Although there is currently no cure for primary biliary cirrhosis (PBC) treatments are available to relieve symptoms and prevent liver damage.
There is currently no cure for primary biliary cirrhosis (PBC), so the aim of treatment is to prevent liver damage as much as possible and relieve symptoms, such as itchiness.
All types of liver disease, including PBC, can be helped by following some general health advice. You should:
- quit smoking (if you smoke)
- avoid obesity by maintaining a healthy weight
- not drink more than the recommended daily limits of alcohol (3-4 units a day for men, and 2-3 units a day for women)
Not following this advice could speed up the progression of your condition. It may also affect whether or not you can have a liver transplant, if you need one. For example, you may not be offered a liver transplant if you misuse alcohol.
Ursodeoxycholic acid (UDCA) is a widely used treatment for people with PBC. UDCA is thought to help prevent liver damage by changing the composition of the bile and reducing inflammation (swelling) of the liver. Studies have shown that UDCA can:
- reduce the levels of liver enzymes – these proteins are produced by the liver if the bile ducts and liver are damaged
- reduce the need for a liver transplant
UDCA is thought to work better in the early stages of PBC and is not effective for everyone.
UDCA is usually taken as a single dose at night. It does not improve the other symptoms of PBC, such as itchy skin or fatigue (extreme tiredness).
Once you start taking UDCA, it is likely you will need to take it for the rest of your life. Your liver function may be tested to monitor your condition and you will be assessed after a year to see if you need additional treatment. If you are responding well, it is likely the PBC will remain under control and will not shorten your life span.
One possible side effect of UDCA is weight gain. People gain an average of 2.3kg (5lbs) during the first year of taking the medication. After this initial weight gain, most people do not gain any more weight from the drug. Other side effects include:
- loose stools
- thinning hair
- nausea (feeling sick)
PBC sometimes occurs alongside autoimmune hepatitis. This is a very rare cause of chronic (long-term) hepatitis, where the white blood cells attack the liver.
If you have autoimmune hepatitis, you may be treated with corticosteroids as well as UDCA. Corticosteroids are medicines that contain steroids, a type of hormone. They work by suppressing your immune system (the body's natural defence system) and reducing inflammation.
You will usually be treated with a type of corticosteroid called prednisolone. For more information, see the British Liver Trust: autoimmune hepatitis.
Colestyramine, which used to be called cholestyramine, is a medicine widely used to treat the itchiness associated with PBC.
Colestyramine reduces the amount of bile in the blood, which is thought to be the main cause of the itchiness. It usually comes in sachets of a powder that can be dissolved in water or fruit juice. It is a good idea to take the powder with fruit juice, because it has an unpleasant taste.
You may need to take colestyramine for several days before your symptoms begin to improve.
If you are taking UDCA as well as colestyramine, you should avoid taking them at the same time because colestyramine will affect how your body absorbs UDCA. You may need to take UDCA at least one hour before colestyramine, or four to six hours afterwards.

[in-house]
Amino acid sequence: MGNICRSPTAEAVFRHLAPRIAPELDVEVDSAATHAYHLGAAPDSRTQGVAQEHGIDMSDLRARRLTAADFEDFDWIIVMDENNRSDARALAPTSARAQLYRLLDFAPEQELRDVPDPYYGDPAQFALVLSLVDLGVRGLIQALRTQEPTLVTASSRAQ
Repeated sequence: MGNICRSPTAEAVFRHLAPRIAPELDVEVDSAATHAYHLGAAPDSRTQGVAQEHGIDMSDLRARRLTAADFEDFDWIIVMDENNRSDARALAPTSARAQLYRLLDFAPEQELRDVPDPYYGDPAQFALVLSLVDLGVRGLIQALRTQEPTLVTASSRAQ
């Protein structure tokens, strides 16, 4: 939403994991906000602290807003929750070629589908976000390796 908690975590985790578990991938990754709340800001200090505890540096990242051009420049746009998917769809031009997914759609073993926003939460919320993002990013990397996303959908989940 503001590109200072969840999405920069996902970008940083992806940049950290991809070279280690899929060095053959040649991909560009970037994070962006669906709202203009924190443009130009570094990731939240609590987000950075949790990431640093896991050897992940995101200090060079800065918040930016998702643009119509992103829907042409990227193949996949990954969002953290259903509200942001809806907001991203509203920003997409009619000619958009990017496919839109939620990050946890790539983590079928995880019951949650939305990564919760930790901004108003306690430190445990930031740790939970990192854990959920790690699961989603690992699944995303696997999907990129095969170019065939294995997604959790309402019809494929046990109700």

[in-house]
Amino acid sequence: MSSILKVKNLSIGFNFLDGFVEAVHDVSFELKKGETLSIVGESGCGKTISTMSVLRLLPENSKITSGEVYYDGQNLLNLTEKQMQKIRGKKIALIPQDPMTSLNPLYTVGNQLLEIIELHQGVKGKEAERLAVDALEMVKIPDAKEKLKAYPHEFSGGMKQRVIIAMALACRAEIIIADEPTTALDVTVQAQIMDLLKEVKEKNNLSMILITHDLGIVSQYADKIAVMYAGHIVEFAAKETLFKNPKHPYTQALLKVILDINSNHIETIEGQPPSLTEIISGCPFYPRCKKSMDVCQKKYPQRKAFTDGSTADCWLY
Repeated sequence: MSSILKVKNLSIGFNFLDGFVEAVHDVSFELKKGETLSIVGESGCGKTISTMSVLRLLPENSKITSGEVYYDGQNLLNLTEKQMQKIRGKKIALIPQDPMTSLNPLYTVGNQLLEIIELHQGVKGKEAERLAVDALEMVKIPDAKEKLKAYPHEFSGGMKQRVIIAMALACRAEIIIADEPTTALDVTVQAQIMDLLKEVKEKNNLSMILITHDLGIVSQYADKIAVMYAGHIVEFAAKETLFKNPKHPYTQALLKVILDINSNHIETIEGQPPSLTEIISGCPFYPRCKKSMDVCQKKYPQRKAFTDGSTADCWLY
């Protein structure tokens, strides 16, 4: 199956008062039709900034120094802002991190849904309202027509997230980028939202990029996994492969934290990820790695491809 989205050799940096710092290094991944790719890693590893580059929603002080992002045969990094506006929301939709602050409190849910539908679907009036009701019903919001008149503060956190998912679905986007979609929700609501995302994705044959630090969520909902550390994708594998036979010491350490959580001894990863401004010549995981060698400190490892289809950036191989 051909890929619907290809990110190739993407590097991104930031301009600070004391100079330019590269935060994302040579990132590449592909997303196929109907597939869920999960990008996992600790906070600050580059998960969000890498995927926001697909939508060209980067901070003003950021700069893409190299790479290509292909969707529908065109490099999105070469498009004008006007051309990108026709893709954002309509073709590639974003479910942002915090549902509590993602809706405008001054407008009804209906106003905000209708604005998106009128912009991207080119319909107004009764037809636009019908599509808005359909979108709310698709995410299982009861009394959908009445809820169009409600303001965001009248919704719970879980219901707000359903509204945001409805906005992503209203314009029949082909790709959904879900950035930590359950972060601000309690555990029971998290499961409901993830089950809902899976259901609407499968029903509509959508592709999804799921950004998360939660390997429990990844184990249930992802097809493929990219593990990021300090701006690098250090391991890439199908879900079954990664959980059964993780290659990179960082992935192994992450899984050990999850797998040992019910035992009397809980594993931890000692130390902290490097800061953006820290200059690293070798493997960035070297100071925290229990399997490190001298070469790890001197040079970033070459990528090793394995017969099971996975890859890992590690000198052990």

This also applies to any other medicines you are taking. Take them at least one hour before colestyramine, or four to six hours afterwards. Your GP should be able to give you further advice about this.
Constipation is a common side effect of colestyramine. This usually improves once your body gets used to the medicine. Other side effects of colestyramine include:
If you are taking colestyramine on a long-term basis, the medicine may affect your body's ability to absorb vitamins A, D and K from food. In such circumstances, taking additional vitamin supplements may prove beneficial. Your GP can advise you about whether you would benefit from taking vitamin supplements.
Alternative medicines for itching
See your GP if your itchiness does not improve after taking colestyramine. Alternative medicines are available.
For example, rifampicin, which is usually used as an antibiotic, has been used to treat itching in some people. However, it can cause serious side effects, such as liver failure. For this reason, rifampicin is usually only prescribed by a specialist, such as a hepatologist (liver specialist), not your GP.
It is thought that the female hormone oestrogen may make itching worse. Oestrogen is found in some types of hormonal contraceptives, such as the combined contraceptive pill. Therefore, you may wish to consider using a different type of contraceptive, such as condoms.
Oestrogen levels are also increased during pregnancy, so your itching may be worse when you are pregnant.
At the moment, no medicines are specifically recommended for treating the fatigue caused by PBC. Your GP may rule out other causes for your fatigue, such as anaemia (a lack of red blood cells) or depression, but fatigue is a difficult symptom to treat.
Although you should exercise whenever possible, you may need to pace yourself and limit your daily activities to a manageable level in order to cope with your fatigue.
A liver transplant may be recommended if it is thought that the liver damage may reach the stage where your life is at risk.
Planning for a liver transplant often begins before significant damage to the liver has taken place. There are two reasons for this:
- the average waiting time for a liver transplant is 142 days, so it is important to start searching for a suitable donor as soon as possible
- the better your general state of health, the greater the chance of a successful transplant, so a transplant should ideally be carried out while you are still relatively healthy
Like all organ transplants, liver transplants carry the risk of complications. The most serious complication is that your immune system may reject the donated liver, which could be fatal. You may need to take immunosuppressants (medicine to suppress your immune system) for the rest of your life.
The success rates of liver transplants for people with PBC are favourable. For example, one study of 121 people who had a liver transplant for PBC found that:
- 90% were still alive after five years
- 87% were still alive after 10 years
- 80% were still alive after 15 years
In this study, PBC recurred in 15% of people, although some estimates suggest that the condition may recur in up to a quarter of people after a liver transplant.
The itchiness always improves after having a liver transplant, but the fatigue often does not improve.